This week started as most weeks. Into the office, fire up the Apple and check out the e-mails that have accumulated over the weekend.
Only this week what is generally a tiresome chore had a spark of joy. That was because one of the senders simply read Maggie. This instantly told me that I had received an mail from Maggie Angus Berkowitz; the renowned Lake District ceramicist. Even better, the e-mail included an invitation to a party being arranged to celebrate her 90th birthday.
Any Tile Addicts out there who don’t know Maggie’s work are in for a treat. She has studied, worked and made ceramics in UK, Italy, USA, Africa and Japan but now lives and works in the place where she was born: Milnthorpe, Cumbria.
All her tiles and tile panels are original and unique paintings, often made for an individual client or for a specific site. They are best seen as pictures painted with glazes and oxides, and then fired onto unglazed tiles, often quarry tiles.
Many will have seen Maggie’s unmistakable tiles without necessarily knowing who created them, such as the panel celebrating Kendal and Rinteln’s twinning in Elephant Yard, Kendal. She also created The Road to Jerusalem installation at Low Furness Cove Primary School, Great Urswick; Staff Dining Room, Newton Green Hospital, Leeds; Wren House, Rossall School, Lancashire; and the Hydrotherapy pool, Chapel Allerton Hospital, Leeds.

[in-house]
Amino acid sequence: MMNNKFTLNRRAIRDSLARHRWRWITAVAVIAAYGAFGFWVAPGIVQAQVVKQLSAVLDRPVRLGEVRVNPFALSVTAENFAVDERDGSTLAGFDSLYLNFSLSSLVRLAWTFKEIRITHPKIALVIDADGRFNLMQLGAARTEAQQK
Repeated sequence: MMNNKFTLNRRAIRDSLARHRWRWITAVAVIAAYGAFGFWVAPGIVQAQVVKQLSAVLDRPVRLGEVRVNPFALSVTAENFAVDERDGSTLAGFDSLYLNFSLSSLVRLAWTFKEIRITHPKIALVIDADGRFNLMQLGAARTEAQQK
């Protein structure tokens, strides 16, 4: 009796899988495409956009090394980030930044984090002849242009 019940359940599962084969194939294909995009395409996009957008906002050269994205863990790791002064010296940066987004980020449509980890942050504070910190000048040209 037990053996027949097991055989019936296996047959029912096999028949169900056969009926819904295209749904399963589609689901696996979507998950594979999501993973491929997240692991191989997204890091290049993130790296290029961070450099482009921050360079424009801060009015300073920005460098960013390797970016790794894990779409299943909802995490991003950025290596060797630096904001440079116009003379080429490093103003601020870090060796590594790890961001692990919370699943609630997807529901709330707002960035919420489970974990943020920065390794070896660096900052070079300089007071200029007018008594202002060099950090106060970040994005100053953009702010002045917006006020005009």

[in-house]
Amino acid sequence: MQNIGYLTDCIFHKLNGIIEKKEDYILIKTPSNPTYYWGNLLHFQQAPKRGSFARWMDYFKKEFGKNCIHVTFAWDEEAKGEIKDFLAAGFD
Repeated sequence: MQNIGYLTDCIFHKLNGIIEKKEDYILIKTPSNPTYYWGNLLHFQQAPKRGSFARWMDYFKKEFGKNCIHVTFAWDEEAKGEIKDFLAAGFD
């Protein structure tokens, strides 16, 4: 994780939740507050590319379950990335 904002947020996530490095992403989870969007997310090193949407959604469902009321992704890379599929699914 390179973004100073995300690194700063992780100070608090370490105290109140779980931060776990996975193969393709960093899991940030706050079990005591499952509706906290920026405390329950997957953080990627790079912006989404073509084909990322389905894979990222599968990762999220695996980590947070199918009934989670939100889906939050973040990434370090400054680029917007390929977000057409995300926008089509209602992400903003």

For someone who has had such a stellar career, and garnered such a volume of international recognition, it is a sobering thought that Maggie only took up ceramics full time once she retired from teaching.
A graduate of Lancaster School of Art and London University’s Institute of Education, Maggie met her American husband, Marvin, in Tanzania, then moved to New York, returning to the Lakes in 1973 to teach at Milnthorpe Secondary School.
It was not until Abbot Hall Art Gallery director, Mary Burkett, offered Maggie an exhibition at the Kendal gallery that her career as a ceramicist really took off.
Maggie is held in particularly high regard in Japan. There was a major exhibition of her work there in 2002 in Gallery Ray; a period in which she also worked in a potter’s studio in Seto, while attending language classes in Nagoya City.
“I’ve been drawing, in order to understand life, for as long as I can remember, and drawing with clay and glazes for over 60 years,” says Maggie. “I’ve studied, taught, and made pots in the UK, Italy, Tanzania, USA and Japan.”
“One of my daughters went to teach in Japan, and won awards which enabled her to pursue her academic career. She got married and went to live in a pottery town and, with her help, I spent time in a Japanese tile factory, met potters, and learned some Japanese.”
A new post by Joe Simpson, Diary of a Tile Addict, May 2017.